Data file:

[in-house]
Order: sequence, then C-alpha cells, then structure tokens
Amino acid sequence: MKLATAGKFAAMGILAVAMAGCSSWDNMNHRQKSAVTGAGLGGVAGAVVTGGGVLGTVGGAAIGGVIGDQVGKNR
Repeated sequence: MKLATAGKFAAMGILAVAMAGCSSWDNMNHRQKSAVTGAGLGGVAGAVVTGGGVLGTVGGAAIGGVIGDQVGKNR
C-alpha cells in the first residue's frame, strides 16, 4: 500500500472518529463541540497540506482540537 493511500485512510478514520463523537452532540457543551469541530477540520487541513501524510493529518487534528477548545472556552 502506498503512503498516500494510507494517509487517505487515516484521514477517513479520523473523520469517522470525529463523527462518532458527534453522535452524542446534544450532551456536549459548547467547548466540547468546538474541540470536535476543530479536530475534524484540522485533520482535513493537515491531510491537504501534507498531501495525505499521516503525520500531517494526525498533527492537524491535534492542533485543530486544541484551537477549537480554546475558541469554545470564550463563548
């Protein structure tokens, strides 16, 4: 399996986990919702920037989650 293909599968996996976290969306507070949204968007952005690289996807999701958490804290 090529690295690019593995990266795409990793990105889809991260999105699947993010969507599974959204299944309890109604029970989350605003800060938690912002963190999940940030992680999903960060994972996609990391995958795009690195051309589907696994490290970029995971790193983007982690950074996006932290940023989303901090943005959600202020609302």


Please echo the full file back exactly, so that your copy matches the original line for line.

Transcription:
[in-house]
Order: sequence, then C-alpha cells, then structure tokens
Amino acid sequence: MKLATAGKFAAMGILAVAMAGCSSWDNMNHRQKSAVTGAGLGGVAGAVVTGGGVLGTVGGAAIGGVIGDQVGKNR
Repeated sequence: MKLATAGKFAAMGILAVAMAGCSSWDNMNHRQKSAVTGAGLGGVAGAVVTGGGVLGTVGGAAIGGVIGDQVGKNR
C-alpha cells in the first residue's frame, strides 16, 4: 500500500472518529463541540497540506482540537 493511500485512510478514520463523537452532540457543551469541530477540520487541513501524510493529518487534528477548545472556552 502506498503512503498516500494510507494517509487517505487515516484521514477517513479520523473523520469517522470525529463523527462518532458527534453522535452524542446534544450532551456536549459548547467547548466540547468546538474541540470536535476543530479536530475534524484540522485533520482535513493537515491531510491537504501534507498531501495525505499521516503525520500531517494526525498533527492537524491535534492542533485543530486544541484551537477549537480554546475558541469554545470564550463563548
């Protein structure tokens, strides 16, 4: 399996986990919702920037989650 293909599968996996976290969306507070949204968007952005690289996807999701958490804290 090529690295690019593995990266795409990793990105889809991260999105699947993010969507599974959204299944309890109604029970989350605003800060938690912002963190999940940030992680999903960060994972996609990391995958795009690195051309589907696994490290970029995971790193983007982690950074996006932290940023989303901090943005959600202020609302």